Handset makers scurry to join Year of the Phablet


But that's the point, some say. "I think phone size was a preconceived notion based on voice usage," said John Berns, a Singapore-based executive who works in the information technology industry. He recently upgraded his Note for the newer Note 2 and bought another for his girlfriend for Christmas. "Smaller was better until phones got smart, became visual."

The Asia-Pacific is, and will remain, the world's biggest market for phablets, says ABI's Flood. Last year, the region absorbed 42 percent of global shipments, a proportion that will expand steadily over the next few years to account for over 50

percent of shipments by 2017, according to ABI figures.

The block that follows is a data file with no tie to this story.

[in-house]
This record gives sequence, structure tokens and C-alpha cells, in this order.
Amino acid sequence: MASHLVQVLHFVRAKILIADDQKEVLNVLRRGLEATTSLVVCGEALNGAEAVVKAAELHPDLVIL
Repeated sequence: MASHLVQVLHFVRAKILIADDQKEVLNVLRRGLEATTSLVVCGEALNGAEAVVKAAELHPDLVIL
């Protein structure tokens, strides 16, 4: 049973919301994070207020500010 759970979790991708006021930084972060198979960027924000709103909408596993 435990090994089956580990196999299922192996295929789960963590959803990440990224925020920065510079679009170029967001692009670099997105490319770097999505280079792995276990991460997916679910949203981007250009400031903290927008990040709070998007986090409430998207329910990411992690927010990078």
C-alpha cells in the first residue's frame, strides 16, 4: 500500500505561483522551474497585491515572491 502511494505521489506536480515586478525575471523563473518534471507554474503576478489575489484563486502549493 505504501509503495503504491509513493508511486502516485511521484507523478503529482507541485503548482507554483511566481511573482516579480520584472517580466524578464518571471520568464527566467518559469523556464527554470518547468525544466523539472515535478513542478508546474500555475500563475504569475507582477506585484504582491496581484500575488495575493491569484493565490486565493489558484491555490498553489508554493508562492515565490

"Countries like Japan and South Korea will be major markets for phablets," Flood said, adding that China, India and Malaysia would see increasing demand for larger screen devices as they roll out 4G networks extensively.

Samsung has been both the engine and beneficiary. While other players shipped devices with larger screens earlier Dell Inc launched its Streak in 2010 it was only when the Korean behemoth launched the Galaxy Note in late 2011, with its 5.3-inch screen, that users took an interest.

"The Streak was launched at a time when 3-inch smartphones were standard and the leap to a 5-inch Streak was a jump too far for consumers," says Strategy Analytics' Mawston.

"The Galaxy Note was launched when 4-inch smartphones had become commonplace, and the leap to 5-inch was no longer such a chasm."


Since then Samsung has bet big on bigger: its updated Note has a 5.5-inch screen and its flagship Galaxy S3 the best-selling smartphone in the third quarter of 2012 has a screen that puts it in the phablet category for some analysts. Samsung accounted for around three quarters of all phablets shipped last year, according to Barclays' Taipei-based analyst Dale Gai.

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